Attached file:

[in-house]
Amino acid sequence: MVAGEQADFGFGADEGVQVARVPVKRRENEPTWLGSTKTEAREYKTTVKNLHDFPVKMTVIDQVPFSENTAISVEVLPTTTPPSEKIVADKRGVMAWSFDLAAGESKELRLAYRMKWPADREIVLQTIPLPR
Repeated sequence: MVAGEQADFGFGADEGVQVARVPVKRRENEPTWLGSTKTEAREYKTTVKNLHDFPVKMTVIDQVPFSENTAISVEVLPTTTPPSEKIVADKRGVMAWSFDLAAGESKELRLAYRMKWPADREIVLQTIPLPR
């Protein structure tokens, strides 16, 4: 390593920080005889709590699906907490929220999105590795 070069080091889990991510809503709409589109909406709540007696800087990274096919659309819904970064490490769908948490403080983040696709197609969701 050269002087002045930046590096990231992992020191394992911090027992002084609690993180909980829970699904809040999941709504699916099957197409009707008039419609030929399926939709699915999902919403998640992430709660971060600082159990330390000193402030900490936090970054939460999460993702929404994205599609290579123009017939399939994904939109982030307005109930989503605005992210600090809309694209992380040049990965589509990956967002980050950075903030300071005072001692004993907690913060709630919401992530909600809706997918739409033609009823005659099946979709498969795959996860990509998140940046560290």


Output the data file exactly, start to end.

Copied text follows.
[in-house]
Amino acid sequence: MVAGEQADFGFGADEGVQVARVPVKRRENEPTWLGSTKTEAREYKTTVKNLHDFPVKMTVIDQVPFSENTAISVEVLPTTTPPSEKIVADKRGVMAWSFDLAAGESKELRLAYRMKWPADREIVLQTIPLPR
Repeated sequence: MVAGEQADFGFGADEGVQVARVPVKRRENEPTWLGSTKTEAREYKTTVKNLHDFPVKMTVIDQVPFSENTAISVEVLPTTTPPSEKIVADKRGVMAWSFDLAAGESKELRLAYRMKWPADREIVLQTIPLPR
């Protein structure tokens, strides 16, 4: 390593920080005889709590699906907490929220999105590795 070069080091889990991510809503709409589109909406709540007696800087990274096919659309819904970064490490769908948490403080983040696709197609969701 050269002087002045930046590096990231992992020191394992911090027992002084609690993180909980829970699904809040999941709504699916099957197409009707008039419609030929399926939709699915999902919403998640992430709660971060600082159990330390000193402030900490936090970054939460999460993702929404994205599609290579123009017939399939994904939109982030307005109930989503605005992210600090809309694209992380040049990965589509990956967002980050950075903030300071005072001692004993907690913060709630919401992530909600809706997918739409033609009823005659099946979709498969795959996860990509998140940046560290």